For the beam and loading shown, determine:

- (a) the location and magnitude of the maximum transverse shear force,
- (b) the shear flow 'q' distribution due to 'Vmax',
- (c) the 'x' coordinate of the shear center measured from the centroid of the cross section.

EQUATIONS USED

SOLUTION

With the cross section being unsymmetric about the centroidal axes x and y, we need to calculate the product of inertia. However, first we need to know where the centroid is located. Then we can calculate the moments of inertia Ix, and Iy, and the product of inertia, Ixy. The calculations lead to the following answers:

(a) To find the maximum transvere shear force, the shear at each point between
A and D must be found. From the free body diagram, the reactions at **A**
and **D** are

The transverse shear can be found from mechanics of materials

From the diagram, the maximum shear force is found to be

(b) To find the shear flow use equation A14.14. With only a vertical force acting on the section, whatever the sign, the magnitude of the shear flow will not change with the choice of sign. But to be consistent with the discussion on the sign convention, the shear force is negative along portion CD of the beam, as shown in the shear diagram.

Notice that in the above equation Vx is zero, as there is no horizontal force acting on the section.

Work on one part of the general shear flow equation at a time.

Obtain the shear flow variation by considering the summation of xA which constitutes the moment of aera Q in this case.

The equation for the vertical flange is linear, and it would be easy to plot. The horizontal flange would be a little harder to plot accurately as it is parabolic, we also need to obtain more information. For example, what are the roots of the shear flow equation (corresponding to a zero shear flow, which indicates a change in shear flow direction), and where is the slope of the shear curve zero (corresponding to the location of maximum shear flow along the horizontal flange).

With all the necessary information determined, the shear flow distribution corresponding to part 1 of the general shear flow equation can be plotted as shown below.

Notice that the shear flow never took a zero value, except at the free ends, hence no change in sign (i.e., direction) was observed.

For this part we need to calculate the moment of area due to summation of yA.

With the picture shown above, the moment of area can be calculated and put into the part 2 of the general shear flow equation as shown below.

With the flow variation along the vertical flange being parabolic this time, we need to examine the equation along the vertical flange to see if shear flow goes to zero anywhere along its length.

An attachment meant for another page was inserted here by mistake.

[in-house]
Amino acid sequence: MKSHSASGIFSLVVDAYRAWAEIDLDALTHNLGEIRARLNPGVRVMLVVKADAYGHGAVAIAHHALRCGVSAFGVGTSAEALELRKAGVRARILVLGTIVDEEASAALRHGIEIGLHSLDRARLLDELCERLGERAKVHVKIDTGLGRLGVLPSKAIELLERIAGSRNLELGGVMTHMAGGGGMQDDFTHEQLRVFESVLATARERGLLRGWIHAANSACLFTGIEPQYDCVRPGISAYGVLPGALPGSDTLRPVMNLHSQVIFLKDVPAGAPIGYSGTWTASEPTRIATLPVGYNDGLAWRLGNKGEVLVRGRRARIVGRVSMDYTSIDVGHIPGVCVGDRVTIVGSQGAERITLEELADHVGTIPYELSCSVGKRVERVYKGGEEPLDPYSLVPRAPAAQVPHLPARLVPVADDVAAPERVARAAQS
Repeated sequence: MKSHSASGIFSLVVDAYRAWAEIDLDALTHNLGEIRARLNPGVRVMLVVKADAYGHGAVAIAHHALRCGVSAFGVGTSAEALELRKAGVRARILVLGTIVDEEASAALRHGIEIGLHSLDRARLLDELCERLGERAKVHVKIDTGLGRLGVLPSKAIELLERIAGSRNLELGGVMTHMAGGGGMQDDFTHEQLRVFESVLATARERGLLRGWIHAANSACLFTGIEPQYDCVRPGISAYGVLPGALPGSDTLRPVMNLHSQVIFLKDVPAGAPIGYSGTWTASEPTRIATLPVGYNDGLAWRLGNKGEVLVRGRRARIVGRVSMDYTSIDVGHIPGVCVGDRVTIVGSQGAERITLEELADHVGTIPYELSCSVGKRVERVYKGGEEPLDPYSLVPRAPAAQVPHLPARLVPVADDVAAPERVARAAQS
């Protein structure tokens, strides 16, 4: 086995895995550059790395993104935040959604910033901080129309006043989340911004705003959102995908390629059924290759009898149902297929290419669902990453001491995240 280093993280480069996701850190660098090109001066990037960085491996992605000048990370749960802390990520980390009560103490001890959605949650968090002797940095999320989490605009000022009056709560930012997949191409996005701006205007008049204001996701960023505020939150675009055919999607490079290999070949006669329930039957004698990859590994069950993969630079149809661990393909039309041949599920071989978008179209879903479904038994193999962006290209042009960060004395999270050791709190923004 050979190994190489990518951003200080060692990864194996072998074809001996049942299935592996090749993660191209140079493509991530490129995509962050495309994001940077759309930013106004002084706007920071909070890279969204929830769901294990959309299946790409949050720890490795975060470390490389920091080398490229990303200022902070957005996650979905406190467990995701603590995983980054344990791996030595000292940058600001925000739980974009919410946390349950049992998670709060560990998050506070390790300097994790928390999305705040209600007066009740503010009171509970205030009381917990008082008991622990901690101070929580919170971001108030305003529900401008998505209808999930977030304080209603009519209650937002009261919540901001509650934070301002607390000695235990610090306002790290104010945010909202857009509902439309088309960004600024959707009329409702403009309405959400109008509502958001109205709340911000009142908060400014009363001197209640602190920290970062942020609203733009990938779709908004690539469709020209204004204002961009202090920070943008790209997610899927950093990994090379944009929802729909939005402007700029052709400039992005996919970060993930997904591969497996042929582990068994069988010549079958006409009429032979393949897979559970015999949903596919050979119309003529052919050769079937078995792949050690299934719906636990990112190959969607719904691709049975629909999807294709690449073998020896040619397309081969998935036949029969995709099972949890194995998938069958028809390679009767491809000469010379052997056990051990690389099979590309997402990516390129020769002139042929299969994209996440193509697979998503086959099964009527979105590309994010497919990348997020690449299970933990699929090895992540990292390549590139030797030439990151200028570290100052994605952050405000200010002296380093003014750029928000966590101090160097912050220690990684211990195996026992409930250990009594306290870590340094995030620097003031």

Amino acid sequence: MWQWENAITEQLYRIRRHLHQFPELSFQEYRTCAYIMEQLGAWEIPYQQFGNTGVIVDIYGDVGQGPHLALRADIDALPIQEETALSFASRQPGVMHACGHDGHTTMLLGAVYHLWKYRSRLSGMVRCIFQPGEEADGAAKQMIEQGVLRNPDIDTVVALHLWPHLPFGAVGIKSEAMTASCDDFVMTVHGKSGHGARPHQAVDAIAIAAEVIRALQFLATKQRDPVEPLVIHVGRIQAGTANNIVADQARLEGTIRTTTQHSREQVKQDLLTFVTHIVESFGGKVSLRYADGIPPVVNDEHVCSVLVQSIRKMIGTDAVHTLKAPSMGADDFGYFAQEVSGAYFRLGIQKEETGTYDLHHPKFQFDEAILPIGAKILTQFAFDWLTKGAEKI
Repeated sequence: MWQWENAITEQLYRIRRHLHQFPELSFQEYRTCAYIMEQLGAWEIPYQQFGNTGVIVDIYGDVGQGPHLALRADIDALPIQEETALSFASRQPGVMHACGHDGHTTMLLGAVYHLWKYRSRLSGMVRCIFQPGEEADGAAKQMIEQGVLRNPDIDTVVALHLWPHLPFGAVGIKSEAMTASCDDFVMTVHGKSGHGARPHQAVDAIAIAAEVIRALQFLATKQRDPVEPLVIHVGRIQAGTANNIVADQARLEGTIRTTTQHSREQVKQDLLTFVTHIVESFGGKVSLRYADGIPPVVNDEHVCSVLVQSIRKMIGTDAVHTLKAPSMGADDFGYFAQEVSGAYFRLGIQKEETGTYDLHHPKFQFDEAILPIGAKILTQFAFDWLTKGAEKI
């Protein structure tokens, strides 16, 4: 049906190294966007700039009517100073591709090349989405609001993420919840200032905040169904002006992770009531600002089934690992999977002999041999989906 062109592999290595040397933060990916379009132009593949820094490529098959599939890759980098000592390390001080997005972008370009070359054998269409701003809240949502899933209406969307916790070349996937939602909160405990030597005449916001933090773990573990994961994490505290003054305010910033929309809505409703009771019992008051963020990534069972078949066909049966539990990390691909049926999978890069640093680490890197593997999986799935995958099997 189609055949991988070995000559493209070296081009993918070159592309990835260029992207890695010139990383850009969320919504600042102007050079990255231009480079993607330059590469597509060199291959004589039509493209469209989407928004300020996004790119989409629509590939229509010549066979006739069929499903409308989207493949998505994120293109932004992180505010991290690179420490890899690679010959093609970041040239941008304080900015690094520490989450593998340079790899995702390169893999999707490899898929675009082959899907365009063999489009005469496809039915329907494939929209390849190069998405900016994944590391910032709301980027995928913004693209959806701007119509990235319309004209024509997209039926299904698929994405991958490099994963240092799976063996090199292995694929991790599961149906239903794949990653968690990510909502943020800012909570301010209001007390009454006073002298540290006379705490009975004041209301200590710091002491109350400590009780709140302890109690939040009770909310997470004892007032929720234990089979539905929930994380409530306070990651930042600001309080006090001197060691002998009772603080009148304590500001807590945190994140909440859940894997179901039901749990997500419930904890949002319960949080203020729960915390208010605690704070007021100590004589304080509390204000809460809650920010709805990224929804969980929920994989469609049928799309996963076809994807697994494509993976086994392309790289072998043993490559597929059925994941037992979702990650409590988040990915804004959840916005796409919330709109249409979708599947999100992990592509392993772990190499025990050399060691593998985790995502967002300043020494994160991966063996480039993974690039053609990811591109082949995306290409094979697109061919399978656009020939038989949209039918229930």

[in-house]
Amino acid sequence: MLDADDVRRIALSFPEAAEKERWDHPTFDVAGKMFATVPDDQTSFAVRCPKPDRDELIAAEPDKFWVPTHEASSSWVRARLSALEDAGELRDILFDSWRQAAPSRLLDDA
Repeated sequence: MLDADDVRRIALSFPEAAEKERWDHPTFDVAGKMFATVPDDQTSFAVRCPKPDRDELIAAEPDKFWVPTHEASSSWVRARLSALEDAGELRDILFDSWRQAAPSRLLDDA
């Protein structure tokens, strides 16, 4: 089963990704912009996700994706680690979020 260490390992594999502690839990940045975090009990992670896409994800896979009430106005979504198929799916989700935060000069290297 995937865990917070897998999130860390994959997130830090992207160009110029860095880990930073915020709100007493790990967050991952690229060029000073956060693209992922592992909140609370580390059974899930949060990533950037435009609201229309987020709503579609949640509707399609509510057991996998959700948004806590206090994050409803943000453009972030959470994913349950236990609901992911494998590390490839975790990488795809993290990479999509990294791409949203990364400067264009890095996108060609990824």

The shear flow from part 2 is shown below.

Now, combine the two parts together by adding (algebraically) the shear flow components along each flange as.

Vertical Flange

Check to see if there is a change in direction of shear flow along this flange.

Horizontal Flange

Check to see if there is a change in direction of shear flow along this flange.

As the calculations indicate, there is infact a point along the horizontal flange where the shear flow switches direction. This is captured in the final shear flow distribution shown below.

To make sure that the values found are correct. We must check the equilibrium of forces in x and y directions, individually.

The equilibrium is satisfied. Therefore, we can presume that our analysis is correct.

(c) The 'x' component of the shear center is determined by summing the moments about an arbitrary point, here we choose point 'G' at the intersection of vertical and horizontal flanges.

With the resultant force along each flange passing through the corner of the angle section, they produce no moment about point G, therefore

If we look at this angle section carefully, we observe that with the two flanges being identical, and separated by 90 degrees, an axis of symmetry is created along the 45 degree line between the two flanges passing through the corner. Hence, as before the shear center is located on the axis of symmetry. Notice also since this axis of symmetry was not along x or the y axes, the product of inertia Ixy did not vanish. Something to ponder upon!

To Section III.5

To Index Page of Transverse Shear Loading of Open Sections